Queries using Relational Algebra and Relational Calculus
Consider the following University Database schemas:
Department (D-code, D-Name, Chair-SSn)
Course (D-code, C-no, Title, Units)
Prereq (D-code, C-no, P-code, P-no)
Class (Class-no, D-code, C-no, Instructor-SSn)
Faculty (Ssn, F-Name, D-Code, Rank)
Student (Ssn, S-Name, Major, Status)
Enrollment (Class-no, Student-Ssn)
Transcript (Student-Ssn, D-Code, C-no, Grade)
In the above tables, primary keys are underlined. Some explanations of attributes are as follows. Chair-Ssn in Department refers to Ssn in Faculty table. Instructor-SSn refers to Ssn in Faculty table, and Student-Ssn refers to Sssn in Student table. Class-no is a unique ID for each offering of a course. (For example, a class with class-no=’12020′ may be an offering of INFS 614, in which case, we may have a row like <12020, INFS, 614, 100009399> in the Class table.) <P-code, P-no> in Prereq table refers to <D-code, C-no>in the Course table, i.e., they refer to courses. A example row in Prereq table is <INFS,614, INFS, 501> , which means that INFS614 needs INFS501 as a prerequisite course. Other foreign keys and meanings of the tables should be obvious.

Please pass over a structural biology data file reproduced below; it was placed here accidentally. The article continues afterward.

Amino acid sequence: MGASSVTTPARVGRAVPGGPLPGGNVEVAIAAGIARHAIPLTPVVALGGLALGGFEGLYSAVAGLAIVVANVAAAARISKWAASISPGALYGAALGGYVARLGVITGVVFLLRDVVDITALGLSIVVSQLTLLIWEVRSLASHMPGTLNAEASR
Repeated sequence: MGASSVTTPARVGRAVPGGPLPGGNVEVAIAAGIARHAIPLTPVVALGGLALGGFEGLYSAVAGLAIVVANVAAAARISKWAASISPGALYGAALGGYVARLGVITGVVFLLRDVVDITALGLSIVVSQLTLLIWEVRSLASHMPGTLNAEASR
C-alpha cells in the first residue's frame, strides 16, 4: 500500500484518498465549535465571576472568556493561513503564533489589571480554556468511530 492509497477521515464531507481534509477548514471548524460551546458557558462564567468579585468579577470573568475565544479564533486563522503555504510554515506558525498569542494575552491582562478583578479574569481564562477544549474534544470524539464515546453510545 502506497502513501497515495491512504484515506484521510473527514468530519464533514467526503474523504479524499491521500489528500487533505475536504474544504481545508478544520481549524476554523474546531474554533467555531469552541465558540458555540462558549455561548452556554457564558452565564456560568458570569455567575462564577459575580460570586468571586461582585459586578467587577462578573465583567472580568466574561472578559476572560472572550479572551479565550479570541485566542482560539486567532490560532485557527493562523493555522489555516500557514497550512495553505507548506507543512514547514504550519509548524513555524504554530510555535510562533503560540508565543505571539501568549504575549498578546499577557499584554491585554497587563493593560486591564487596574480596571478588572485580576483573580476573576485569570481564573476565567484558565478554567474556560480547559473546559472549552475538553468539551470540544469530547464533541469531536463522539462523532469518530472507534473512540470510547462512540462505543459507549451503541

Specify the following queries in relational algebra, relational calculus and implement them in SQL (I do not need help with SQL implementation):
1. List the courses (D-code and C-no), along with the names of the students who are currently taking them.
2. List all the courses (D-code and C-no) that John (i.e., S-Name=“John”) got ‘A’ grade.
3. List the courses (D-Code and C-No) that do not require any pre-requisites.
4. Give the students (Ssn) who are enrolled in INFS614 (i.e., D-code=“INFS” and C-no=“614”) and have satisfied all its prerequisites.